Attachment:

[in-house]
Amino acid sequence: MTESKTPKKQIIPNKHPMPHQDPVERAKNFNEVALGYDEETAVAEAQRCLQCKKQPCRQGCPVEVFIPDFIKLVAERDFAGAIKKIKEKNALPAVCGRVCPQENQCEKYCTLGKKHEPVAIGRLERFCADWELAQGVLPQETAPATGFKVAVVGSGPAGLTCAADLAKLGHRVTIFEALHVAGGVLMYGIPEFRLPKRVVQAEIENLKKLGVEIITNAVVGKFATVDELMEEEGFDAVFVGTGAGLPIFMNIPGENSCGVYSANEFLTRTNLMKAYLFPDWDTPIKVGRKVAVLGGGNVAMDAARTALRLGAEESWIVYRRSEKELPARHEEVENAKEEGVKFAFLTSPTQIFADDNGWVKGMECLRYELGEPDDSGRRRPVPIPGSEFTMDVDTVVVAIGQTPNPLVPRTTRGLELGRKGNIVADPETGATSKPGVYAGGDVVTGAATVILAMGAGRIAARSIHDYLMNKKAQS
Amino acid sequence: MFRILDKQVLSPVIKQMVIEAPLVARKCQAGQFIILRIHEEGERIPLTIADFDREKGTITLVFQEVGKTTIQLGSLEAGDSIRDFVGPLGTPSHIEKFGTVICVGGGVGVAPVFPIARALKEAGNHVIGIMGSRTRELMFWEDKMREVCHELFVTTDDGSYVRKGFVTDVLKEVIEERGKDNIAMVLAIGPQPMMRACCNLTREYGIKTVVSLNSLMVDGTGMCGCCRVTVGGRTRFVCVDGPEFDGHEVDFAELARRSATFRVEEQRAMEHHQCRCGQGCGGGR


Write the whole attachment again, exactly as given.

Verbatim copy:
[in-house]
Amino acid sequence: MTESKTPKKQIIPNKHPMPHQDPVERAKNFNEVALGYDEETAVAEAQRCLQCKKQPCRQGCPVEVFIPDFIKLVAERDFAGAIKKIKEKNALPAVCGRVCPQENQCEKYCTLGKKHEPVAIGRLERFCADWELAQGVLPQETAPATGFKVAVVGSGPAGLTCAADLAKLGHRVTIFEALHVAGGVLMYGIPEFRLPKRVVQAEIENLKKLGVEIITNAVVGKFATVDELMEEEGFDAVFVGTGAGLPIFMNIPGENSCGVYSANEFLTRTNLMKAYLFPDWDTPIKVGRKVAVLGGGNVAMDAARTALRLGAEESWIVYRRSEKELPARHEEVENAKEEGVKFAFLTSPTQIFADDNGWVKGMECLRYELGEPDDSGRRRPVPIPGSEFTMDVDTVVVAIGQTPNPLVPRTTRGLELGRKGNIVADPETGATSKPGVYAGGDVVTGAATVILAMGAGRIAARSIHDYLMNKKAQS
Amino acid sequence: MFRILDKQVLSPVIKQMVIEAPLVARKCQAGQFIILRIHEEGERIPLTIADFDREKGTITLVFQEVGKTTIQLGSLEAGDSIRDFVGPLGTPSHIEKFGTVICVGGGVGVAPVFPIARALKEAGNHVIGIMGSRTRELMFWEDKMREVCHELFVTTDDGSYVRKGFVTDVLKEVIEERGKDNIAMVLAIGPQPMMRACCNLTREYGIKTVVSLNSLMVDGTGMCGCCRVTVGGRTRFVCVDGPEFDGHEVDFAELARRSATFRVEEQRAMEHHQCRCGQGCGGGR